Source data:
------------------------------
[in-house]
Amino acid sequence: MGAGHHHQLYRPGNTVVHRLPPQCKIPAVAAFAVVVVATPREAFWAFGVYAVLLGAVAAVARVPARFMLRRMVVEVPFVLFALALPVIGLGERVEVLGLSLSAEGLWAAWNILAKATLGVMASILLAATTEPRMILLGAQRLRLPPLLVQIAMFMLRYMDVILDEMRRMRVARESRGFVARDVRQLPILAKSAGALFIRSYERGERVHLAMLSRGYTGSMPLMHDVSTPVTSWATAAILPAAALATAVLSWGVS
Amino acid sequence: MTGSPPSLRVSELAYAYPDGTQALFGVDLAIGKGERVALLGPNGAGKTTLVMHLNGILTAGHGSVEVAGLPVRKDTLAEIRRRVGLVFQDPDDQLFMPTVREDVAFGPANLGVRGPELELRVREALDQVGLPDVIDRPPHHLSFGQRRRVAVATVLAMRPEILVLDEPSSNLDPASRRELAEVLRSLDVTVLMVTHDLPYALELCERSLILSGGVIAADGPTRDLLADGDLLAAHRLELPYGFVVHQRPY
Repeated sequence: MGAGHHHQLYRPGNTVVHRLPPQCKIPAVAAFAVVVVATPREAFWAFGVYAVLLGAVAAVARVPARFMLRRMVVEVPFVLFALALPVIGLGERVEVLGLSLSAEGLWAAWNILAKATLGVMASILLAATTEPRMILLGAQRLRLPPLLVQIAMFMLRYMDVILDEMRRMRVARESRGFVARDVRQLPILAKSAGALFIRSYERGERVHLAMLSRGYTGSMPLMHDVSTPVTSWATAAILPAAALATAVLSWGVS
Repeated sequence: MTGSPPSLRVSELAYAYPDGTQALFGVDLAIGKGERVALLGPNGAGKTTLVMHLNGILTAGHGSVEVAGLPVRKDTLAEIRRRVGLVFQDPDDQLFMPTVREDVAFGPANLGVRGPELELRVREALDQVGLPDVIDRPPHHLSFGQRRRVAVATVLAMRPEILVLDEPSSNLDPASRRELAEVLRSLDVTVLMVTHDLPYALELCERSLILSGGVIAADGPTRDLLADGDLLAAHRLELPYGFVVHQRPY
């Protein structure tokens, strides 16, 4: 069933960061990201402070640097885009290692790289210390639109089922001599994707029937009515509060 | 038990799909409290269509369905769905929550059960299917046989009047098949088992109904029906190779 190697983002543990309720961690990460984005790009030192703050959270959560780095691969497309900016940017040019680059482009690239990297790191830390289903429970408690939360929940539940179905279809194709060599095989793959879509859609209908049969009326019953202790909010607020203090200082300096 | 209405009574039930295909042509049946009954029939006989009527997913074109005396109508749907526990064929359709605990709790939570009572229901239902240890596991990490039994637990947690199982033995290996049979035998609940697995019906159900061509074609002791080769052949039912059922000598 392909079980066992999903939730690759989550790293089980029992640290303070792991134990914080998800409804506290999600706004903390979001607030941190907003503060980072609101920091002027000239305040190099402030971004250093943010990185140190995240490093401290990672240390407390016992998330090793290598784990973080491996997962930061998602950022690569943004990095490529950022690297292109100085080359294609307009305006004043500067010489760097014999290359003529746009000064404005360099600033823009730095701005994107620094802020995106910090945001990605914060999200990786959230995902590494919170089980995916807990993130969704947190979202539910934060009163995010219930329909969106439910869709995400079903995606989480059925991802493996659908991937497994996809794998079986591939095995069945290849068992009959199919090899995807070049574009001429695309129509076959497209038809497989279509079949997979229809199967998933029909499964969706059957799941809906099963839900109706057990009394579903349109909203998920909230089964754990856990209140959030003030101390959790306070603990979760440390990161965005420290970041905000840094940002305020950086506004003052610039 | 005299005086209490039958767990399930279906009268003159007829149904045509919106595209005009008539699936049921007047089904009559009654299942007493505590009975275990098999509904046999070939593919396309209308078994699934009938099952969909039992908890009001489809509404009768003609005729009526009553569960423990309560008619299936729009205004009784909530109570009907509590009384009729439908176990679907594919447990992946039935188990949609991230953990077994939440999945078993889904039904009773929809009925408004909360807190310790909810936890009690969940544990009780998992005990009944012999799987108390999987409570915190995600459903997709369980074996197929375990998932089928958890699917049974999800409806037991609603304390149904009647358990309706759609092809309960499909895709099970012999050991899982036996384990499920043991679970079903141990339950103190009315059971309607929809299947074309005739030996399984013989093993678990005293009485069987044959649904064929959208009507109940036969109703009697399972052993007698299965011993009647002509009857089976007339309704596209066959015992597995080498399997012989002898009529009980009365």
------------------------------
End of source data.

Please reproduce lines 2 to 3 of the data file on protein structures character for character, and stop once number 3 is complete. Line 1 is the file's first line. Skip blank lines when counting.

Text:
Amino acid sequence: MGAGHHHQLYRPGNTVVHRLPPQCKIPAVAAFAVVVVATPREAFWAFGVYAVLLGAVAAVARVPARFMLRRMVVEVPFVLFALALPVIGLGERVEVLGLSLSAEGLWAAWNILAKATLGVMASILLAATTEPRMILLGAQRLRLPPLLVQIAMFMLRYMDVILDEMRRMRVARESRGFVARDVRQLPILAKSAGALFIRSYERGERVHLAMLSRGYTGSMPLMHDVSTPVTSWATAAILPAAALATAVLSWGVS
Amino acid sequence: MTGSPPSLRVSELAYAYPDGTQALFGVDLAIGKGERVALLGPNGAGKTTLVMHLNGILTAGHGSVEVAGLPVRKDTLAEIRRRVGLVFQDPDDQLFMPTVREDVAFGPANLGVRGPELELRVREALDQVGLPDVIDRPPHHLSFGQRRRVAVATVLAMRPEILVLDEPSSNLDPASRRELAEVLRSLDVTVLMVTHDLPYALELCERSLILSGGVIAADGPTRDLLADGDLLAAHRLELPYGFVVHQRPY